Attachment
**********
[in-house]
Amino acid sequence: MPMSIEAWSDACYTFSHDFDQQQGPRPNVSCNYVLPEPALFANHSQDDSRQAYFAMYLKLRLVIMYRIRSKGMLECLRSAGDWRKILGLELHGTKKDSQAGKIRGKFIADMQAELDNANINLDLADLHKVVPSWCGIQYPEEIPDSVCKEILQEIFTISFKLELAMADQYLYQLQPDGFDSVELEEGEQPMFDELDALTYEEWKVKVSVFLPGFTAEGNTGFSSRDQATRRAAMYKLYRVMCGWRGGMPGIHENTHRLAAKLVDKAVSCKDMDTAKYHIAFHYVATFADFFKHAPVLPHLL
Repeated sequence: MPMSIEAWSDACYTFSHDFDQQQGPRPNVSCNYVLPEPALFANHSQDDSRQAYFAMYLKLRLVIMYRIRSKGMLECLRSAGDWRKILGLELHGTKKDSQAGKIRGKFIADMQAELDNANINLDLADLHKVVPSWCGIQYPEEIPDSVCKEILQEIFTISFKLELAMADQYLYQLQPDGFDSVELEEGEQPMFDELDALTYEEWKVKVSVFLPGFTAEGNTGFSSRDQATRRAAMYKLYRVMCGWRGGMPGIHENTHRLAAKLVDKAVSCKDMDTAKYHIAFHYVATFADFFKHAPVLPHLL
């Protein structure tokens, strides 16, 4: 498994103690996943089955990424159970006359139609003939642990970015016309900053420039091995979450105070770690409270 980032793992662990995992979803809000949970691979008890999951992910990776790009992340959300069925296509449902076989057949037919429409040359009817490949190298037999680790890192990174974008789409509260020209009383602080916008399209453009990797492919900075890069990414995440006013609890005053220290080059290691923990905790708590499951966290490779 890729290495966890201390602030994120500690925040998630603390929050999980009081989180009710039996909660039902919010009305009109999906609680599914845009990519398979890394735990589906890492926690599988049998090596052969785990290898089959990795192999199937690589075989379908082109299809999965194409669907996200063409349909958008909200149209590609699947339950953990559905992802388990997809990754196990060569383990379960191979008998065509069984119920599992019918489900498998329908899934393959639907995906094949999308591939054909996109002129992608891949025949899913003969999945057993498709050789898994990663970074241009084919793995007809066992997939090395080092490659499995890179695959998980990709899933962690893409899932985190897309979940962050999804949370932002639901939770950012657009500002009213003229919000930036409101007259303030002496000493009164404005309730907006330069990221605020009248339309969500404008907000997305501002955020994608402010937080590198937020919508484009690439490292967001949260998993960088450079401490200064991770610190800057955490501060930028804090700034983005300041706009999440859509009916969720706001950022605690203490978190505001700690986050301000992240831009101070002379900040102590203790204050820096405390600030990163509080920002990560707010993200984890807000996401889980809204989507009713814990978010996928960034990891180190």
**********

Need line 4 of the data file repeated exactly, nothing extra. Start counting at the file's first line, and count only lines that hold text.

């Protein structure tokens, strides 16, 4: 498994103690996943089955990424159970006359139609003939642990970015016309900053420039091995979450105070770690409270 980032793992662990995992979803809000949970691979008890999951992910990776790009992340959300069925296509449902076989057949037919429409040359009817490949190298037999680790890192990174974008789409509260020209009383602080916008399209453009990797492919900075890069990414995440006013609890005053220290080059290691923990905790708590499951966290490779 890729290495966890201390602030994120500690925040998630603390929050999980009081989180009710039996909660039902919010009305009109999906609680599914845009990519398979890394735990589906890492926690599988049998090596052969785990290898089959990795192999199937690589075989379908082109299809999965194409669907996200063409349909958008909200149209590609699947339950953990559905992802388990997809990754196990060569383990379960191979008998065509069984119920599992019918489900498998329908899934393959639907995906094949999308591939054909996109002129992608891949025949899913003969999945057993498709050789898994990663970074241009084919793995007809066992997939090395080092490659499995890179695959998980990709899933962690893409899932985190897309979940962050999804949370932002639901939770950012657009500002009213003229919000930036409101007259303030002496000493009164404005309730907006330069990221605020009248339309969500404008907000997305501002955020994608402010937080590198937020919508484009690439490292967001949260998993960088450079401490200064991770610190800057955490501060930028804090700034983005300041706009999440859509009916969720706001950022605690203490978190505001700690986050301000992240831009101070002379900040102590203790204050820096405390600030990163509080920002990560707010993200984890807000996401889980809204989507009713814990978010996928960034990891180190």